Does anybody know what this is? It made me think of capoeira, which is a Brazilian, dance-based martial art. I don't think this is capoeira, though. Something traditionally Japanese, I would imagine. Whatever it is, it's beautiful. Imagine the colors about 40% more saturated (think vermillion) and on a huge screen. It was stunning.

EDIT | Here is a capoeira montage. It's definitely not the same thing, but slightly similar.

25 July 2007


Last night was the LVHRD photo duel/battle/challenge (PHTHRD). The secret location ended up being Smack Mellon in DUMBO, which was fantastic and had a beautiful view. There were free copies of Surface Magazine, Dewar's and bottles of Fred water, and the music by Turntable Labs was perfect for the energy (the Deceptacon remix they were playing as I left was my favorite of the night). I finally got to meet Richie Rich after that failed photo opportunity two summers ago (he was a great host, mingling throughout the chaos of stylists, makeup artists and flashbulbs to give us periodic updates from his microphone). The constestants' photos will be posted tomorrow Monday (?), upon which everyone can vote for the winner.

literally DUMBO

Smack Mellon

makeup case

Photos from me, everyplace and ohyoucrazy.

24 July 2007

Bat for Lashes

Originally uploaded by tokyohanna.
New Yorkers who will be in town tomorrow night (sadly, I will not) and are looking for something to do... check out Bat For Lashes at the Knitting Factory. I just found out about this band a week or two ago when they were nominated for the Mercury Prize. The music is haunting and beautiful. Here is the video for What's A Girl To Do:

I usually don't read interviews in blogs because they add up and take too much time from my day, but I read this one that Gothamist did with the band's Natasha Khan, and it was fascinating. I want to be friends with her. This observation of hers is very similar to parallels I sometimes draw between things:

You list "The Karate Kid" as one of your influences, explain.
This film is one of several that I call the "80s hoodie films" - along with ET, Donnie Darko, The Goonies - as they all contain seminal scenes in them where the kids get on their bikes, wearing the coolest hoodies and cycle out on an adventure in to the unknown. This moment symbolizes something so deep and important to me - an epiphany when you move out of your comfortable childhood microcosm into the big bad world, to communicate with something terrifying and beautiful and exciting - to find your own path! It’s frightening and can happen all through your life, but its those moments where you decide to go for it, take risks, fulfill your purpose! It’s what life is all about, I think....sorry, getting over excited! Ha!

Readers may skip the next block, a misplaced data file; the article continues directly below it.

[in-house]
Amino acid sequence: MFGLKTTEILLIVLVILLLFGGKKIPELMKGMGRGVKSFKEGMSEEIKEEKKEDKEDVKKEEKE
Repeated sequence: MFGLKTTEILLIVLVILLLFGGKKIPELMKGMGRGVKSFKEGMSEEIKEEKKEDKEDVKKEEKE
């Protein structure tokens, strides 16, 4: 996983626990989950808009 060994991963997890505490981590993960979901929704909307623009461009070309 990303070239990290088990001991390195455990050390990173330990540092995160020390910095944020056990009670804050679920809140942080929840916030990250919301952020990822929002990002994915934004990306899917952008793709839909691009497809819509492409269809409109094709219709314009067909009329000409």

She also talks about a truth re:piano that all pianists probably share:
But I'd have to say my oldest love is the piano, cause you can just get lost in it for hours. Playing it in the dark at night is great, or with a friend where you both share the stool and improvise and get lost in the music.

Anyway, check them out tomorrow night. lovely.

23 July 2007

subculture merging

I was antisocial and introverted all weekend. It all changed without warning when I went to the McCarren Pool party, though. I expected it to be relatively uneventful, but by the end of the day I had run into friends from four or five different subgroups. Three of the groups merged when a handful of us went to dinner afterwards, too. It was disorienting and wonderful.


typical pool party goer


I didn't get too many great photos because I was running in a million directions the whole time. The pool, though (ha, ha), has some great ones.

17 July 2007

Remix Insanity

Remixes are going crazy lately. I know that musicians and DJs have been remixing songs for years and years and years, but they seem to be exploding lately more than ever. I have heard some of the best ones in the past few months alone. Two of my favorites come from Justice and The Teenagers.